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China 2017 -Day 1 & 2 - Yixing

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Michelle has travelled to China for a two week trip to source tea and teaware. The aim of this and every tea journey we take is to forge new partnerships and cement old ones. Her trip will take her to many different areas, where we hope to source new teas and revisit farms we already buy from. The following series of blogs will document her trip.


Yixing maker finishing a teapot

After arriving in Shanghai we took a car across to Yixing, the capital of pottery and more specifically Dingshan town where the streets are lined with individual pottery shops selling thousands of Yixing teapots. Yixing teapots are made using a very special unglazed clay material called 'Zisha clay' - this clay has many special characteristics which makes it one of the best materials in the world from which to make a teapot.

When the clay is properly refined it produces a type of pottery that is highly absorbent. There is a legend that once you have used a Yixing teapot many times you can reach a point where adding boiling water alone you can make tea because the pot holds enough of the tea flavour.

Across the town we saw artisans and craftspeople working in their shops - often multigenerational - the shelves held an array of colours - Yixing clay occurs naturally in four characteristic colours - most common is purple but there is also light buff, cinnamon and green. Other colours are created by mixing the clay.

Tea set up in a Yixing shop

As you walk around the tea shops you quickly become able to separate out pots that are part hand made part mould made (ban shoo gong)  and pots that are fully hand made (quan shou gong). Both have their own merits and beauty but the prices are of course quite significantly different! 
Getting passionate about the pots.
At 10pm at night in the back of a store in Dingshan we came across a 20 year old man who even at this late hour continues to learn his craft. Just two years into his training he already makes beautiful handmade pots. 

Today we travelled to see the clay mines, a pot producing factory and examined teapot making in greater detail with individual makers. Every moment was truly fascinating. We filmed a great deal of the process of making these beautiful pieces of teaware. Below is just a section of this intricate process. After forming the walls of the teapot a piece must be fitted that will eventually be cut back out to form the lid. The precision and patience required is extraordinary.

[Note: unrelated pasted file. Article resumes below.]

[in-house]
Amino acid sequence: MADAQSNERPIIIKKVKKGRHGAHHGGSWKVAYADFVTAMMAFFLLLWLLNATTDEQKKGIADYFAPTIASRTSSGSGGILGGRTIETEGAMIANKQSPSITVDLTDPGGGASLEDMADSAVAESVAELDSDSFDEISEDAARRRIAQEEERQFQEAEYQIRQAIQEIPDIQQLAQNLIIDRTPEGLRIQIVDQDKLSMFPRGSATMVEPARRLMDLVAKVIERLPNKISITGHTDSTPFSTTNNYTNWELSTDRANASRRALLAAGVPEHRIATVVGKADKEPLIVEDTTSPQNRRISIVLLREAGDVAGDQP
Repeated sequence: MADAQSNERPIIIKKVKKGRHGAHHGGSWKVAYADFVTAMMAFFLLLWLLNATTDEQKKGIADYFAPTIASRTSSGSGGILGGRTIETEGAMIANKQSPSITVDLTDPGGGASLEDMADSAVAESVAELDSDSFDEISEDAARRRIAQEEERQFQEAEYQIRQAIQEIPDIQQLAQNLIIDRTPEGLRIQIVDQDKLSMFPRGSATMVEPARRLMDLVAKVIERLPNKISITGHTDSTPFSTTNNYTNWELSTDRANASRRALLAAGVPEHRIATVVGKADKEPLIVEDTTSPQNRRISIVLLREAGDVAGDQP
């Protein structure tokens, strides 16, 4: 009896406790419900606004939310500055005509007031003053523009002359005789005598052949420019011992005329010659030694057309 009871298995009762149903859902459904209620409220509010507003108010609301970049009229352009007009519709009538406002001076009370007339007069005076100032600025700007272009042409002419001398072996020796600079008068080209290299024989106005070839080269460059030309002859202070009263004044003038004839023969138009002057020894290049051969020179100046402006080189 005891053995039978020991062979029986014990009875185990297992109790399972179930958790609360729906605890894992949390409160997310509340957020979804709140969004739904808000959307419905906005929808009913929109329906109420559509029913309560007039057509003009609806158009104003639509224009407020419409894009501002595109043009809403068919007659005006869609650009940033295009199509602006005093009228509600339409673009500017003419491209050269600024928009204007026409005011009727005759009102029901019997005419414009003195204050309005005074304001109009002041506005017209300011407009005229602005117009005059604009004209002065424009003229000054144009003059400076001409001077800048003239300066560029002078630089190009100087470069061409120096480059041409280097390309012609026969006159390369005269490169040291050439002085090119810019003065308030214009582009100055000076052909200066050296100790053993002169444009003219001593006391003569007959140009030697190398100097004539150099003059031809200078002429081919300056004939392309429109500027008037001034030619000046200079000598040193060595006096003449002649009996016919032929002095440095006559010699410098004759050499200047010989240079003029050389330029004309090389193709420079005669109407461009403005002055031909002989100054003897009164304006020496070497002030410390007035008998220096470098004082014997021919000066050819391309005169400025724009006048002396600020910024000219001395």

Whilst the experience of the makers is clearly obvious and problems that a non-potter would face have long since disappeared, the one issue that is not avoidable is the weather. In the summer it is too dry for teapot making and the clay cracks ,in the winter is is too cold - this affects the number of making days a year.
Whilst watching each stage of the process we learnt more about the different Yixing clays. Jiang Po Ni which is normally slightly reddish then some of it goes browny - sometimes you get strange seams that run across giving nuances in colouring. Zhu Ni one of the big families with sub groups of red through to orange with coarse or fine. Another big classification is Xi Ni which means purple clay from aubergine through to plum with some quite red some dark grey. Next is Duan Ni which is a family that goes from pure white through to yellows and lighter greens. You also have more earthly colours like Di Cao Qing and then Qing Shui Ni (which is earthy but fine in texture). There are many more intricacies that can be examined and I will examine these in more detail on my return. We left Yixing inspired by what we had seen and keen to find some excellent tea to go in such beautiful pots.

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  • Allan Robson on

    Think I may have to hint for a teapot for my birthday. Looking forward to further posts.

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